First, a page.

All 3 released colour ways

The Adidas Predator Touch had a few classic moments that, as a Scotsman and Man Utd fan, I will never forget.  The first moment happened at Euro 96 in a game between Scotland and England.  Scotland were trailing 1-0 and had a penalty to equalise the game.  They missed the penalty and England went straight on the counter attack for Gazza to score a goal.  A bouncing ball was played up to him; he flicked it over the head of Colin Hendry with a beautiful touch before striking the ball past the Scottish goalkeeper.  The goal was followed by the famous ‘dentist chair’ celebration and remains one of the greatest England goals I have seen.


The second moment is one I am sure everyone has seen: David Beckham scoring from the half way line against Wimbledon on the first day of the 1996/97 season. Beckham struck the ball from a yard inside his own half, lobbing Neil Sullivan. Adidas couldn’t have asked for a better advert for the latest Predator boot.  The goal was shown all around the world, demonstrating the claims of more power in abundance.  Funnily enough, the boots Beckham wore that day were not actually made for him.  The boots had the name ‘Charlie’ on the tongue, as they were intended for Glasgow Rangers’ Charlie Miller.  Some say Adidas sent the boots to Beckham by mistake.  Others say it was so that Becks could try them out for himself.  Whichever is true, it materialised into a great move by Adidas as from that moment, Beckham became a life-long Predator fan.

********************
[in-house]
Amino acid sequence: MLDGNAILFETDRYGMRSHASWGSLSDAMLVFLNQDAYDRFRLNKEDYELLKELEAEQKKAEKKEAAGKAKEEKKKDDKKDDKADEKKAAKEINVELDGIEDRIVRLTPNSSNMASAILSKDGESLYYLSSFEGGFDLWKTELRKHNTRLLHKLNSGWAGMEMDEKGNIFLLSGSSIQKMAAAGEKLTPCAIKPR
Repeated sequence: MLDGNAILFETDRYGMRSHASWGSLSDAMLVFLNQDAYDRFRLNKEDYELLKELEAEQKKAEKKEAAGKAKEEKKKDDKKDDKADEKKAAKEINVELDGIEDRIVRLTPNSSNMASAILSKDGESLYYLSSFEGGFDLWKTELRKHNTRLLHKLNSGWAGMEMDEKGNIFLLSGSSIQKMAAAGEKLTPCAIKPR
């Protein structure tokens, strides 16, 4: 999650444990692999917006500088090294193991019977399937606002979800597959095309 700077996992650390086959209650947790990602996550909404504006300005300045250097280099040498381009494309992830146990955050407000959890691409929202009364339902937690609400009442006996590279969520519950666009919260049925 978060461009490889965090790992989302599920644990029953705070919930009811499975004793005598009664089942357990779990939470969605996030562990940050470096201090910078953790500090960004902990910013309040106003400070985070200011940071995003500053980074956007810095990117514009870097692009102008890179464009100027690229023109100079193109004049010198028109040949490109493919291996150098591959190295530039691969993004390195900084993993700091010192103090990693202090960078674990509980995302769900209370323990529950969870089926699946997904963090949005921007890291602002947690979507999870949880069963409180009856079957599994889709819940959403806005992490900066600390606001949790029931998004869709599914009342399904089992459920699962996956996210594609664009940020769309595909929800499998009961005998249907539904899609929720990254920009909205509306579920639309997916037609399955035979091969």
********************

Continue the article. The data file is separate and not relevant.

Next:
Youtube - David Beckham goal v Wimbledon


These 2 goals summed up the Predator boots perfectly.  Both had been struck with power and precision, as well as having an extra touch of class about them.  This encompassed everything Adidas were trying to promote with their third generation of the Predator silo.